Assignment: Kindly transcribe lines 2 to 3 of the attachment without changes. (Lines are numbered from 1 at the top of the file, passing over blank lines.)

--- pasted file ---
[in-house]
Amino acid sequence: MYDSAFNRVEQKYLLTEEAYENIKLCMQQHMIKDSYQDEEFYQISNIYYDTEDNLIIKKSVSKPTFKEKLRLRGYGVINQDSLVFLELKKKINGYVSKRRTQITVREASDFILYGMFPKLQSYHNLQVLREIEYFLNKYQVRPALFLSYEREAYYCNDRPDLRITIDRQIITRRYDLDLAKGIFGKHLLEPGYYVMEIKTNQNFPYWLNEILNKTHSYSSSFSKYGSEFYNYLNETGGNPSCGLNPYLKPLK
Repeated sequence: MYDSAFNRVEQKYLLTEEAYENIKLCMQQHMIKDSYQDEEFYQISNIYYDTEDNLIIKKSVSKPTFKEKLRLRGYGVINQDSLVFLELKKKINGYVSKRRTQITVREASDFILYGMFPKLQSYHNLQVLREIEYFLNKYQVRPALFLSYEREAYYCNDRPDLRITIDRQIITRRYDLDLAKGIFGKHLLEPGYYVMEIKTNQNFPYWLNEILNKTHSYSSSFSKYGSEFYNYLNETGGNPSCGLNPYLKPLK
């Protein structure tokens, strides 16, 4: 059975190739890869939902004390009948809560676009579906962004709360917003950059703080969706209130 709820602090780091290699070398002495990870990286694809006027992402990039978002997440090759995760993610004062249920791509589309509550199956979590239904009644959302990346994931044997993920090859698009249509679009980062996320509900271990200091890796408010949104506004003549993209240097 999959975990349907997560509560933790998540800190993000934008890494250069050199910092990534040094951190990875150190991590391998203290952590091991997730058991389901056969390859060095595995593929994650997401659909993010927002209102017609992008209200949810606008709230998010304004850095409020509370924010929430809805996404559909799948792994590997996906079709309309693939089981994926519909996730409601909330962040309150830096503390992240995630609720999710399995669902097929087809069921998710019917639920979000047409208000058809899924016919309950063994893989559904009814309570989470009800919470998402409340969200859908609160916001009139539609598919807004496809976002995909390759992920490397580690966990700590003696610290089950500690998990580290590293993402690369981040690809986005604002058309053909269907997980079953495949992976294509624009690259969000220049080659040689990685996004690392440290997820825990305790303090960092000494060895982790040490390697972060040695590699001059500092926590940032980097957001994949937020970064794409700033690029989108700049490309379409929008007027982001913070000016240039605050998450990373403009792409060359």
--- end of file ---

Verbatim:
Amino acid sequence: MYDSAFNRVEQKYLLTEEAYENIKLCMQQHMIKDSYQDEEFYQISNIYYDTEDNLIIKKSVSKPTFKEKLRLRGYGVINQDSLVFLELKKKINGYVSKRRTQITVREASDFILYGMFPKLQSYHNLQVLREIEYFLNKYQVRPALFLSYEREAYYCNDRPDLRITIDRQIITRRYDLDLAKGIFGKHLLEPGYYVMEIKTNQNFPYWLNEILNKTHSYSSSFSKYGSEFYNYLNETGGNPSCGLNPYLKPLK
Repeated sequence: MYDSAFNRVEQKYLLTEEAYENIKLCMQQHMIKDSYQDEEFYQISNIYYDTEDNLIIKKSVSKPTFKEKLRLRGYGVINQDSLVFLELKKKINGYVSKRRTQITVREASDFILYGMFPKLQSYHNLQVLREIEYFLNKYQVRPALFLSYEREAYYCNDRPDLRITIDRQIITRRYDLDLAKGIFGKHLLEPGYYVMEIKTNQNFPYWLNEILNKTHSYSSSFSKYGSEFYNYLNETGGNPSCGLNPYLKPLK